It seemed to take an order of epic magnitude, but Boeing finally appears ready to launch a re-engined version of the 737NG. Those in favor of the approach all along can thank American Airlines and, by extension, Airbus, for finally convincing Boeing to jump off the proverbial fence.
CFM International CFM56
Boeing delivered the first 737NG powered by CFM56-7BE turbofans–a 737-800–to China Southern Airlines at Boeing Field in Seattle last week. The new engines, now standard on all new 737s, includes improvements to the high-pressure compressor, a new outlet-guide-vane diffuser, fewer high-pressure-turbine blades and an “optimized” low-pressure turbine.
American Airlines signed a pair of “landmark agreements” to place orders for 460 narrowbody jets from Boeing and Airbus, the airline announced today. Plans call for American to order 260 A320-family aircraft and 200 Boeing 737s, scheduled for delivery starting in 2013 and continuing through 2022.
Boeing needs to “get on with it,” if it is to compete with the Airbus A320neo, according to International Lease Finance Corporation CEO Henri Courpron. The leasing group argued yesterday that the answer may lie in an early Boeing 737-800 upgrade.
Major orders for the new CFM International Leap-X turbofan engine are due to be announced during the first four days of the Paris show, intensifying the battle with Pratt & Whitney to power the Airbus A320neo. “We’re set for this to be one of our best shows ever,” said the company.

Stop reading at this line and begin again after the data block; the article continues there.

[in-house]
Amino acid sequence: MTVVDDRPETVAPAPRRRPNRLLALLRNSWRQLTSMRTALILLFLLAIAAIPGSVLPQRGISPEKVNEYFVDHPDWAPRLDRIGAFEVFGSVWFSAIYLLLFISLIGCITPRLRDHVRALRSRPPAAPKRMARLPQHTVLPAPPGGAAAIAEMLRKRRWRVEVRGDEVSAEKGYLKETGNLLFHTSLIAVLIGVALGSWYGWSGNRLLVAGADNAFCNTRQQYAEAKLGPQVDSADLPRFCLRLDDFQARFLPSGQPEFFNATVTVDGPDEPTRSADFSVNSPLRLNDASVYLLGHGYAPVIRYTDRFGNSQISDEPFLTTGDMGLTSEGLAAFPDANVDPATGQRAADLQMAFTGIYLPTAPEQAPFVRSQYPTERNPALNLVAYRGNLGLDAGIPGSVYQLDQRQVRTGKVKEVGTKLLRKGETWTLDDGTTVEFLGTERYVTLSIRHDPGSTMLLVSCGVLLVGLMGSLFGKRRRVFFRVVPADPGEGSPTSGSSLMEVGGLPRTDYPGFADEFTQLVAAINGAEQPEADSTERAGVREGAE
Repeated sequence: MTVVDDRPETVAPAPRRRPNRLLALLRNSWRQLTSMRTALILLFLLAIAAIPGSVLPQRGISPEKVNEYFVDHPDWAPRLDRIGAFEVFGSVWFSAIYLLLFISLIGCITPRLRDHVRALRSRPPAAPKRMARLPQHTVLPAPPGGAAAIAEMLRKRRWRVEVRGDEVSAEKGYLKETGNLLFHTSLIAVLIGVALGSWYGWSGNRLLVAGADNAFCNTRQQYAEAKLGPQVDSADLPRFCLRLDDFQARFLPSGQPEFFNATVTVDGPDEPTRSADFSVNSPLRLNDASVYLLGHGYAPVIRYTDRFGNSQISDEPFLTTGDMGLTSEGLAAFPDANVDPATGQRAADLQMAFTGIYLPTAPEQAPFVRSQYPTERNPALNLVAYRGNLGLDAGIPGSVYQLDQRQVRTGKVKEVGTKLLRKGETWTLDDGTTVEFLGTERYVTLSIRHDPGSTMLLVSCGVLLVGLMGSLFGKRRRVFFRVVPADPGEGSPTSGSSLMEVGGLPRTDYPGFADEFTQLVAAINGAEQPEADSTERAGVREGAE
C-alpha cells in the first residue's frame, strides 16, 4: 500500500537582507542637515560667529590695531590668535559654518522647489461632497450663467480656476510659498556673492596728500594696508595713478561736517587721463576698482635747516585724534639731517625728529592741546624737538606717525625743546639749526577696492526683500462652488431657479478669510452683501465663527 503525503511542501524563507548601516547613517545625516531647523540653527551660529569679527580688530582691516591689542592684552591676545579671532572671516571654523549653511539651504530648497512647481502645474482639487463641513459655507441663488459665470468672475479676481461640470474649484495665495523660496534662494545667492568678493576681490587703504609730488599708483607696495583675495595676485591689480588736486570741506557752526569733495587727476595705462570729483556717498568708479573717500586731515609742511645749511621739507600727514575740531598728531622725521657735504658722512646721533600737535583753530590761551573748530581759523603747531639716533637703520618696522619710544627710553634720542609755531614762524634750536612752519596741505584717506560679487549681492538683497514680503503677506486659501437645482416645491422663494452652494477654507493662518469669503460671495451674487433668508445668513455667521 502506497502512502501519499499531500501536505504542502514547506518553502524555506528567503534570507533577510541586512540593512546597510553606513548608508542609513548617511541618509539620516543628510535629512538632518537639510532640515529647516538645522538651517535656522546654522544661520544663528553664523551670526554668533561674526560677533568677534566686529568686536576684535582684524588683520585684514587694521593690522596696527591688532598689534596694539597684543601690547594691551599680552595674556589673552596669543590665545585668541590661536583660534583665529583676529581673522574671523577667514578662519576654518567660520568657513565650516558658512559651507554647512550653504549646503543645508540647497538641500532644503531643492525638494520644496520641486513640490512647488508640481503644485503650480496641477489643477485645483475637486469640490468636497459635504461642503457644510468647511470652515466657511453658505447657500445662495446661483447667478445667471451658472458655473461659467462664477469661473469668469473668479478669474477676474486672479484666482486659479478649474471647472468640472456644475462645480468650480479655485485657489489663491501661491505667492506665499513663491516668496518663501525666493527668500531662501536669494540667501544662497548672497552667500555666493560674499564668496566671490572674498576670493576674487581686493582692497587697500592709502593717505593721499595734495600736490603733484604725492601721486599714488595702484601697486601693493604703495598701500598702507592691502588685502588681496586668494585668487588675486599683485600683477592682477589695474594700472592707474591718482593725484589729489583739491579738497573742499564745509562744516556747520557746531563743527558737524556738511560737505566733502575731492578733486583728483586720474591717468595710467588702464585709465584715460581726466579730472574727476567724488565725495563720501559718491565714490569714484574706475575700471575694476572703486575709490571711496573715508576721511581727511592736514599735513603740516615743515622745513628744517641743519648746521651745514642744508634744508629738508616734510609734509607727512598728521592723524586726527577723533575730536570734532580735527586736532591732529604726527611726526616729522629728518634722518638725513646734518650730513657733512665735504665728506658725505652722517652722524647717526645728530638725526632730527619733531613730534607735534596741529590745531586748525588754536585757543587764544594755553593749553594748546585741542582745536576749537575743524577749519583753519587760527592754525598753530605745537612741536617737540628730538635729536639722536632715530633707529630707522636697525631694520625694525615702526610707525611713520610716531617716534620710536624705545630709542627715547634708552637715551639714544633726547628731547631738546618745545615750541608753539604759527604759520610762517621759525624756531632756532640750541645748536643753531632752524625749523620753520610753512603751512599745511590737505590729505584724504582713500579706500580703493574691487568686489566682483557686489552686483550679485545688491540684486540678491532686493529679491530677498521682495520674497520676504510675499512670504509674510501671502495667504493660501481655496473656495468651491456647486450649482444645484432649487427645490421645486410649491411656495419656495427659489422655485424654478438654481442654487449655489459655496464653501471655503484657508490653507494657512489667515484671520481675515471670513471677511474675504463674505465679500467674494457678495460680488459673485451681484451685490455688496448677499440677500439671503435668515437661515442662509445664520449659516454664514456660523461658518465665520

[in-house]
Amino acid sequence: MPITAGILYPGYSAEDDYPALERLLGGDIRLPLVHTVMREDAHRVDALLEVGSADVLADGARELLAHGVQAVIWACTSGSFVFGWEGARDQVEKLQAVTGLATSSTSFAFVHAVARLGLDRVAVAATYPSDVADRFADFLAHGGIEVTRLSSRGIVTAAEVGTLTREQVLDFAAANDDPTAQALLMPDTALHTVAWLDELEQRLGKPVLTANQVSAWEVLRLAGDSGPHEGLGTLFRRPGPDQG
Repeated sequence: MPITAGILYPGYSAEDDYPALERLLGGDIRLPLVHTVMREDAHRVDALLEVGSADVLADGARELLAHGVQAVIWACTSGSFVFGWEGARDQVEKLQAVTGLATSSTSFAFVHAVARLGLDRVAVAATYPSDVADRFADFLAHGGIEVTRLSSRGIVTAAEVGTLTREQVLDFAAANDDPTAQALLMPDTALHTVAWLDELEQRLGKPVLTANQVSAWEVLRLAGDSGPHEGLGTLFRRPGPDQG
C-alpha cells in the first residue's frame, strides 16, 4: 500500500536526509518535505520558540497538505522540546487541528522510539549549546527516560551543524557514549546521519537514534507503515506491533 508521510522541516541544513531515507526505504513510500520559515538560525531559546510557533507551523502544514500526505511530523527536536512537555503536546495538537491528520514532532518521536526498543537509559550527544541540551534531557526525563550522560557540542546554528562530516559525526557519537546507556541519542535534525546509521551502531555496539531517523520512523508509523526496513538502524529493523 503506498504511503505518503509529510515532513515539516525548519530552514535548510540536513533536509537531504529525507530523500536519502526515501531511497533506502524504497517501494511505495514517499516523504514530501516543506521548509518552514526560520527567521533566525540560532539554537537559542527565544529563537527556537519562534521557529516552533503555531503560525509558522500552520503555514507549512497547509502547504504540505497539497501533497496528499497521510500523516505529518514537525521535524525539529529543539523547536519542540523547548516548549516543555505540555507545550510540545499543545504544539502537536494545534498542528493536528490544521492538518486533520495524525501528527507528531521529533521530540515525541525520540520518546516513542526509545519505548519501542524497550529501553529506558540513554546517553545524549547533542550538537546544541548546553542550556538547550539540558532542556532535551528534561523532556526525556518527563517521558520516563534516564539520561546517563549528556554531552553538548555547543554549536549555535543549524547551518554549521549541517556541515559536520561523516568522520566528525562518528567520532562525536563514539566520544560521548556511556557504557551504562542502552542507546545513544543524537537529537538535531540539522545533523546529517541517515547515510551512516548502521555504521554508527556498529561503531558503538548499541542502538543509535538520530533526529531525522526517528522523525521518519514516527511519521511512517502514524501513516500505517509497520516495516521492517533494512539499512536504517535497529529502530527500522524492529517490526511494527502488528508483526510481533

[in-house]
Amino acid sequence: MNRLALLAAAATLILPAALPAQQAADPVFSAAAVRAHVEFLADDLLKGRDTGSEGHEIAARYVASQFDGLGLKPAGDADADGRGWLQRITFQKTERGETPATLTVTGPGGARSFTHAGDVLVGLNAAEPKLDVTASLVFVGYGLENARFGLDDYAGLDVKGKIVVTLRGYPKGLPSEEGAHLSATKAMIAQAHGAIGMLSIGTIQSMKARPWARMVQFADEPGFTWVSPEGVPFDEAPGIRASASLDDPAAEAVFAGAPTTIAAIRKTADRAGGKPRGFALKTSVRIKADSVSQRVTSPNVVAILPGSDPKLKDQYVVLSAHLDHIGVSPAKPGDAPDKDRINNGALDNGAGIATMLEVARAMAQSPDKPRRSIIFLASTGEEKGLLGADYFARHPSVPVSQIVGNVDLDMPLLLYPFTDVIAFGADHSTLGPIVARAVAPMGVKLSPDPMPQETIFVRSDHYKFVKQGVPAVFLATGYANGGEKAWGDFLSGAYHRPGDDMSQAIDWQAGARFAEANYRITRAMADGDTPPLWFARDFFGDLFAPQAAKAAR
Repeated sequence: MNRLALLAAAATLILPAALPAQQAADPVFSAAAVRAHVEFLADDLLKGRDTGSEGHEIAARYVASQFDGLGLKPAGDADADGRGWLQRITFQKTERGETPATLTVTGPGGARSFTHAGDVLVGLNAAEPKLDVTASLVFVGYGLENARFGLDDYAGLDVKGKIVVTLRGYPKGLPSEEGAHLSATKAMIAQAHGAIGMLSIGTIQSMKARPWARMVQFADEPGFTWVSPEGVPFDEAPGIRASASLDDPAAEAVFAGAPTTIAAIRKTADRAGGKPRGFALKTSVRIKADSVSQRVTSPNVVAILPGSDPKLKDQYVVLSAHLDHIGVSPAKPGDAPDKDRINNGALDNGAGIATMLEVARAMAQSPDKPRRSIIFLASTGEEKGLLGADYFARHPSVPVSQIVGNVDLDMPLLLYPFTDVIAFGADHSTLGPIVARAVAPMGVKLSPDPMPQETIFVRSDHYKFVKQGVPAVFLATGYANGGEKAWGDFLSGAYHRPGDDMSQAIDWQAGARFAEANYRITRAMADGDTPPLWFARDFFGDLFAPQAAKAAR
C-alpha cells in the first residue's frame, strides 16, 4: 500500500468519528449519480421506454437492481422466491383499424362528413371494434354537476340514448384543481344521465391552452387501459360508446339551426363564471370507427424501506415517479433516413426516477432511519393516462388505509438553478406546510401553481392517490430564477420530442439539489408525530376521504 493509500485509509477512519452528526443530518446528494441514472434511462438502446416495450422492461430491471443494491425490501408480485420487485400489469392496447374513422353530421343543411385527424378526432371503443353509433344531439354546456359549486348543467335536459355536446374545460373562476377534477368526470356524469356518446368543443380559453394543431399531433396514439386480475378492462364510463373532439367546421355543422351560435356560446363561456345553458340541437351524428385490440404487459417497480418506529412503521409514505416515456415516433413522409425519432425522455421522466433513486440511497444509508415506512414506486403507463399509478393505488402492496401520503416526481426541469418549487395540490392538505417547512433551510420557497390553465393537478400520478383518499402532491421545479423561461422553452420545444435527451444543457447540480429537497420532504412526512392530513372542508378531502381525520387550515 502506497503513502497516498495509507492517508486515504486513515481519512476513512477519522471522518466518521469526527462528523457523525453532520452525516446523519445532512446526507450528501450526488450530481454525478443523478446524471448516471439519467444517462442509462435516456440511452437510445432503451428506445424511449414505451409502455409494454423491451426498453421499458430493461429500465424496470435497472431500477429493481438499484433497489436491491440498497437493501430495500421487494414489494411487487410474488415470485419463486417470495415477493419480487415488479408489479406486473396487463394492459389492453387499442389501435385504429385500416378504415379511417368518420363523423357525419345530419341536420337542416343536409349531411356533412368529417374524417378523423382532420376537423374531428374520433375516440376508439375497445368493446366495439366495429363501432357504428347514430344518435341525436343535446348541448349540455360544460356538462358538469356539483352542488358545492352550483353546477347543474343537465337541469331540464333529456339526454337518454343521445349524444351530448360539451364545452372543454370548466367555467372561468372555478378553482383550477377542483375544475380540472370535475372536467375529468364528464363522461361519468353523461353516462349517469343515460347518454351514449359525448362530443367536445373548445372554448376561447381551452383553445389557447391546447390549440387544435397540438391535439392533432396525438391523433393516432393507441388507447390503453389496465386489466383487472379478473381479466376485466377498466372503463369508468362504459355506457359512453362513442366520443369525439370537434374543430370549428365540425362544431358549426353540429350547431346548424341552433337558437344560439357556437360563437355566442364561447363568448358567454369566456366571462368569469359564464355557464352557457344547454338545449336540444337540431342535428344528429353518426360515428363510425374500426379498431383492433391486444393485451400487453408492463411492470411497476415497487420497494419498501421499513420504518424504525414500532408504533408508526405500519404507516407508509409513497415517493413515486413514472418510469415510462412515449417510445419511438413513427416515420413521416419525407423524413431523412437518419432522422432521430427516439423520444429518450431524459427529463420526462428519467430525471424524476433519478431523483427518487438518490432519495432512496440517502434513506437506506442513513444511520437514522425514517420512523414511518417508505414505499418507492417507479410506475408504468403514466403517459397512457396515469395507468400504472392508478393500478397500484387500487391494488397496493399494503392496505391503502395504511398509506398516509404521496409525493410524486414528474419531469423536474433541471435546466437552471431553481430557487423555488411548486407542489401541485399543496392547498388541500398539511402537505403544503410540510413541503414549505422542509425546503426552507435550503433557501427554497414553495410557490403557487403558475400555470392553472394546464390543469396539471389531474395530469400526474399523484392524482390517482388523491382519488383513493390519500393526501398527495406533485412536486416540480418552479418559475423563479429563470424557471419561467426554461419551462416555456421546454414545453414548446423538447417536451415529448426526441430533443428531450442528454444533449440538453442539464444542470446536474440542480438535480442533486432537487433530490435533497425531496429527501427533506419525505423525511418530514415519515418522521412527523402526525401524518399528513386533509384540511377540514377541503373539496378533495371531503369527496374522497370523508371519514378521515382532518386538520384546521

Almost three full decades ago a battle was raging over the powerplant options for what was then the all-new Airbus A320. The competitors–CFM International and International Aero Engines (IAE)–were making claim and counter-claim as to the potential advantages their respective engines would bring to the aircraft, which had been developed to grab a slice of the huge single-aisle market until then dominated by the ubiquitous Boeing 737.
GE Aviation announced this week at EBACE that its TechX engine, which Bombardier selected for its Global 7000 and Global 8000, has been rebranded as “Passport.” The first model in what Cincinnati, Ohio-based GE hopes will be a series of turbofans in the 10,000- to 20,000-pound-thrust class will produce up to 16,500 pounds of thrust for the new Global jets.
This year, Toulouse-based Airbus Corporate Jet Centre (Stand 7071) is set to reach its target of a regular annual production rate of three to four cabin deliveries. The Airbus subsidiary specializes in VIP cabin outfitting on the manufacturer’s narrowbodies, and its new products include a conversion kit and a service package for the ACJ family.
Embraer Defense and Security signed contracts for the KC-390 tanker-transport program with two industrial partners who will supply airframe structures.
Boeing’s path for further development of the 737 series doesn’t necessarily include replacing the jet’s CFM56 engines, although that remains an option, according to John Hamilton, 737 chief project engineer. Meanwhile, 737 production continues at escalating rates, and Boeing is adding incremental aerodynamic improvements, as well as the new Sky Interior to keep the line fresh.